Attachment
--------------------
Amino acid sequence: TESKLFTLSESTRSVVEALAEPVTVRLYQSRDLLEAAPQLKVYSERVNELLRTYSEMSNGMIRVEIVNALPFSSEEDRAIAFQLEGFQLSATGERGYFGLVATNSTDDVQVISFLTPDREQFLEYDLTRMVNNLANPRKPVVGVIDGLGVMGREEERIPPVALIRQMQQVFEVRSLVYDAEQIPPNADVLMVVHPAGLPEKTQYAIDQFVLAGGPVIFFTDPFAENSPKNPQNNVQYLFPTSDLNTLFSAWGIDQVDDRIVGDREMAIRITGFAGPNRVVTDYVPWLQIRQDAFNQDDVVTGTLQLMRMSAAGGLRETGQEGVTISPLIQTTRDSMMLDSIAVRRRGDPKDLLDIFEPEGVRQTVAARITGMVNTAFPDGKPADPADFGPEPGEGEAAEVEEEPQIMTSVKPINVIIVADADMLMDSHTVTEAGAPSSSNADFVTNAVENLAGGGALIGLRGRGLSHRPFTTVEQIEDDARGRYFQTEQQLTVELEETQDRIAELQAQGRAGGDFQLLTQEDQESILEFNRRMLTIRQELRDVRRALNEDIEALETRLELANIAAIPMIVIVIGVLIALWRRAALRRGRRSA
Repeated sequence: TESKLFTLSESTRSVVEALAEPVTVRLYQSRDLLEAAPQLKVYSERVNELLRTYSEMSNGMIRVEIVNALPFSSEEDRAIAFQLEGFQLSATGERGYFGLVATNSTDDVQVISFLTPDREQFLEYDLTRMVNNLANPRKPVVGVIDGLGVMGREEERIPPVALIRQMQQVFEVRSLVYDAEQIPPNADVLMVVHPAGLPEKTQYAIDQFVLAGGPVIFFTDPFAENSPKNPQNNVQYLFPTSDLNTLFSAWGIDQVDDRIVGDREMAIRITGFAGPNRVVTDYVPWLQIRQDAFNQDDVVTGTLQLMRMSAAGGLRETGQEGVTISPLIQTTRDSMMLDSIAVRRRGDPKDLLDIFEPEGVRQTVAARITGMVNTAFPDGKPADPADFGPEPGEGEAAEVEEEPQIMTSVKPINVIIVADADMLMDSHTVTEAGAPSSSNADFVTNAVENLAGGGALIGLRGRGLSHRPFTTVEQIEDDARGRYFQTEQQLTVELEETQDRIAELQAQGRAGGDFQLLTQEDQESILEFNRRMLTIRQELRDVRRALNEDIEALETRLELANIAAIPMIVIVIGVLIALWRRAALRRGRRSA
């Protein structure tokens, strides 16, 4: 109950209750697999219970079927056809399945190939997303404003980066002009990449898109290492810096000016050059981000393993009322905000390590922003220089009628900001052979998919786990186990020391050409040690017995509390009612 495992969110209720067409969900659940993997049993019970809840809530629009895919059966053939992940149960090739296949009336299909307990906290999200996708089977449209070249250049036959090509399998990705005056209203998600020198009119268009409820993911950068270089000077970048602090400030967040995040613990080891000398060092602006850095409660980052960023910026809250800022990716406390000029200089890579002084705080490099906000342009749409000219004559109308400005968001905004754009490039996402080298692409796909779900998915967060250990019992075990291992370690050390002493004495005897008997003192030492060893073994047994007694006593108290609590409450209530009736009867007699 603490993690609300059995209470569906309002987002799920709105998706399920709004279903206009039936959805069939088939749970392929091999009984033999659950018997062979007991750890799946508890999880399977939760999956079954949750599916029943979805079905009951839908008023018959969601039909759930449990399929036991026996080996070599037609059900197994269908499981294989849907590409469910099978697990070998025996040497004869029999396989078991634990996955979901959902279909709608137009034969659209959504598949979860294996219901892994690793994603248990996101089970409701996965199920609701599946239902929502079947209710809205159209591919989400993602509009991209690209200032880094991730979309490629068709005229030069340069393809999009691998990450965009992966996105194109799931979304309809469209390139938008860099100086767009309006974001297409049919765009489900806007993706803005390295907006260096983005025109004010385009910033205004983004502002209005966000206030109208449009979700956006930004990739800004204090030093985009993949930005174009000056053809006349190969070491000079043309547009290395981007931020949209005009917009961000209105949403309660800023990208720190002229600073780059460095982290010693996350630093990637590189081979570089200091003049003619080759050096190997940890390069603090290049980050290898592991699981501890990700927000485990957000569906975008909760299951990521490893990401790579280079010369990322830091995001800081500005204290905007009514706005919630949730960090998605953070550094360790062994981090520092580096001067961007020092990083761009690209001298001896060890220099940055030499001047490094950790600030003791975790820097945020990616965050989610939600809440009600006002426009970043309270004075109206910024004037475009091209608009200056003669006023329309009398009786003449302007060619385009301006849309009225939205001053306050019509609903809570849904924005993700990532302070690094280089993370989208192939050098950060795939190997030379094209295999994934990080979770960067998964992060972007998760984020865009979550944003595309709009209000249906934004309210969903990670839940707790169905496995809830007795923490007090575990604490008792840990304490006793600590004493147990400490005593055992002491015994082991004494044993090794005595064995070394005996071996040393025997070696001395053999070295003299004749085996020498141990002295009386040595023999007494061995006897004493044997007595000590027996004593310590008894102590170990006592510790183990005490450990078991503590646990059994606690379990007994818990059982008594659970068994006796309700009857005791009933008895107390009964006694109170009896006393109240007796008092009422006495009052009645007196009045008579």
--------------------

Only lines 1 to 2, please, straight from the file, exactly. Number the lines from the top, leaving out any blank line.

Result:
Amino acid sequence: TESKLFTLSESTRSVVEALAEPVTVRLYQSRDLLEAAPQLKVYSERVNELLRTYSEMSNGMIRVEIVNALPFSSEEDRAIAFQLEGFQLSATGERGYFGLVATNSTDDVQVISFLTPDREQFLEYDLTRMVNNLANPRKPVVGVIDGLGVMGREEERIPPVALIRQMQQVFEVRSLVYDAEQIPPNADVLMVVHPAGLPEKTQYAIDQFVLAGGPVIFFTDPFAENSPKNPQNNVQYLFPTSDLNTLFSAWGIDQVDDRIVGDREMAIRITGFAGPNRVVTDYVPWLQIRQDAFNQDDVVTGTLQLMRMSAAGGLRETGQEGVTISPLIQTTRDSMMLDSIAVRRRGDPKDLLDIFEPEGVRQTVAARITGMVNTAFPDGKPADPADFGPEPGEGEAAEVEEEPQIMTSVKPINVIIVADADMLMDSHTVTEAGAPSSSNADFVTNAVENLAGGGALIGLRGRGLSHRPFTTVEQIEDDARGRYFQTEQQLTVELEETQDRIAELQAQGRAGGDFQLLTQEDQESILEFNRRMLTIRQELRDVRRALNEDIEALETRLELANIAAIPMIVIVIGVLIALWRRAALRRGRRSA
Repeated sequence: TESKLFTLSESTRSVVEALAEPVTVRLYQSRDLLEAAPQLKVYSERVNELLRTYSEMSNGMIRVEIVNALPFSSEEDRAIAFQLEGFQLSATGERGYFGLVATNSTDDVQVISFLTPDREQFLEYDLTRMVNNLANPRKPVVGVIDGLGVMGREEERIPPVALIRQMQQVFEVRSLVYDAEQIPPNADVLMVVHPAGLPEKTQYAIDQFVLAGGPVIFFTDPFAENSPKNPQNNVQYLFPTSDLNTLFSAWGIDQVDDRIVGDREMAIRITGFAGPNRVVTDYVPWLQIRQDAFNQDDVVTGTLQLMRMSAAGGLRETGQEGVTISPLIQTTRDSMMLDSIAVRRRGDPKDLLDIFEPEGVRQTVAARITGMVNTAFPDGKPADPADFGPEPGEGEAAEVEEEPQIMTSVKPINVIIVADADMLMDSHTVTEAGAPSSSNADFVTNAVENLAGGGALIGLRGRGLSHRPFTTVEQIEDDARGRYFQTEQQLTVELEETQDRIAELQAQGRAGGDFQLLTQEDQESILEFNRRMLTIRQELRDVRRALNEDIEALETRLELANIAAIPMIVIVIGVLIALWRRAALRRGRRSA